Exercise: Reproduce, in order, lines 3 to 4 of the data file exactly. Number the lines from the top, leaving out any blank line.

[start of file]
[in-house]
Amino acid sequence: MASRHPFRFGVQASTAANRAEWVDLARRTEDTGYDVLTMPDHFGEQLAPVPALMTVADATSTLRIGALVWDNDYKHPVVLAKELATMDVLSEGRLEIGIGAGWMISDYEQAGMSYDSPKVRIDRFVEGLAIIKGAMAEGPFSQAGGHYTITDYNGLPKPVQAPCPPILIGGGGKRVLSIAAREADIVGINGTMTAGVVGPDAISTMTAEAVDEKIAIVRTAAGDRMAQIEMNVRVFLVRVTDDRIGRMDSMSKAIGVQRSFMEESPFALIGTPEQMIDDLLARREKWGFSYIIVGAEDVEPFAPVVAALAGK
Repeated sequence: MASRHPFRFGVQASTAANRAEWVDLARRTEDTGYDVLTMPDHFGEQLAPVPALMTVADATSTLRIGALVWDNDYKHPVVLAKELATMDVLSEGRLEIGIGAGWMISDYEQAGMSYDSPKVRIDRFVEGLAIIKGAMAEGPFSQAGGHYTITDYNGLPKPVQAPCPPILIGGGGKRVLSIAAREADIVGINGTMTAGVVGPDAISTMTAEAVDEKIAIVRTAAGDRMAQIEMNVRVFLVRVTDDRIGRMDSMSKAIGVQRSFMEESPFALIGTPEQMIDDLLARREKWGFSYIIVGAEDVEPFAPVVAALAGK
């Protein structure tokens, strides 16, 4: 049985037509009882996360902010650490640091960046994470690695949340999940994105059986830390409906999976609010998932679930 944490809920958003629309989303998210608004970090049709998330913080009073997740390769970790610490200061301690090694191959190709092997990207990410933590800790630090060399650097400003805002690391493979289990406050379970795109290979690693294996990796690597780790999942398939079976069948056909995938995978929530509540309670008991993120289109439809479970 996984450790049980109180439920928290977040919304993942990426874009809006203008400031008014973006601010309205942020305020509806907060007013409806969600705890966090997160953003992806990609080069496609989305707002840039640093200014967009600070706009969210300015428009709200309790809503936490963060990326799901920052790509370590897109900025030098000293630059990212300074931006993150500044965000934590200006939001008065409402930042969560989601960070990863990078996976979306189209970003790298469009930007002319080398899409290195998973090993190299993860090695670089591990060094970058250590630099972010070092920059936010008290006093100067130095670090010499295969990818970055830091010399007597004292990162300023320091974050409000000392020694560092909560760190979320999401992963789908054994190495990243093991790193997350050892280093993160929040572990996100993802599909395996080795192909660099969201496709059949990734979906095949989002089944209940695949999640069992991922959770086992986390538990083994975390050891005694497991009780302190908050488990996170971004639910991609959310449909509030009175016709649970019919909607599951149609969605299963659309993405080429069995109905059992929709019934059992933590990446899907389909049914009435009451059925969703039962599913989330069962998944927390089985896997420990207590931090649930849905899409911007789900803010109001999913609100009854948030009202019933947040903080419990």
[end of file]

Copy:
Repeated sequence: MASRHPFRFGVQASTAANRAEWVDLARRTEDTGYDVLTMPDHFGEQLAPVPALMTVADATSTLRIGALVWDNDYKHPVVLAKELATMDVLSEGRLEIGIGAGWMISDYEQAGMSYDSPKVRIDRFVEGLAIIKGAMAEGPFSQAGGHYTITDYNGLPKPVQAPCPPILIGGGGKRVLSIAAREADIVGINGTMTAGVVGPDAISTMTAEAVDEKIAIVRTAAGDRMAQIEMNVRVFLVRVTDDRIGRMDSMSKAIGVQRSFMEESPFALIGTPEQMIDDLLARREKWGFSYIIVGAEDVEPFAPVVAALAGK
């Protein structure tokens, strides 16, 4: 049985037509009882996360902010650490640091960046994470690695949340999940994105059986830390409906999976609010998932679930 944490809920958003629309989303998210608004970090049709998330913080009073997740390769970790610490200061301690090694191959190709092997990207990410933590800790630090060399650097400003805002690391493979289990406050379970795109290979690693294996990796690597780790999942398939079976069948056909995938995978929530509540309670008991993120289109439809479970 996984450790049980109180439920928290977040919304993942990426874009809006203008400031008014973006601010309205942020305020509806907060007013409806969600705890966090997160953003992806990609080069496609989305707002840039640093200014967009600070706009969210300015428009709200309790809503936490963060990326799901920052790509370590897109900025030098000293630059990212300074931006993150500044965000934590200006939001008065409402930042969560989601960070990863990078996976979306189209970003790298469009930007002319080398899409290195998973090993190299993860090695670089591990060094970058250590630099972010070092920059936010008290006093100067130095670090010499295969990818970055830091010399007597004292990162300023320091974050409000000392020694560092909560760190979320999401992963789908054994190495990243093991790193997350050892280093993160929040572990996100993802599909395996080795192909660099969201496709059949990734979906095949989002089944209940695949999640069992991922959770086992986390538990083994975390050891005694497991009780302190908050488990996170971004639910991609959310449909509030009175016709649970019919909607599951149609969605299963659309993405080429069995109905059992929709019934059992933590990446899907389909049914009435009451059925969703039962599913989330069962998944927390089985896997420990207590931090649930849905899409911007789900803010109001999913609100009854948030009202019933947040903080419990």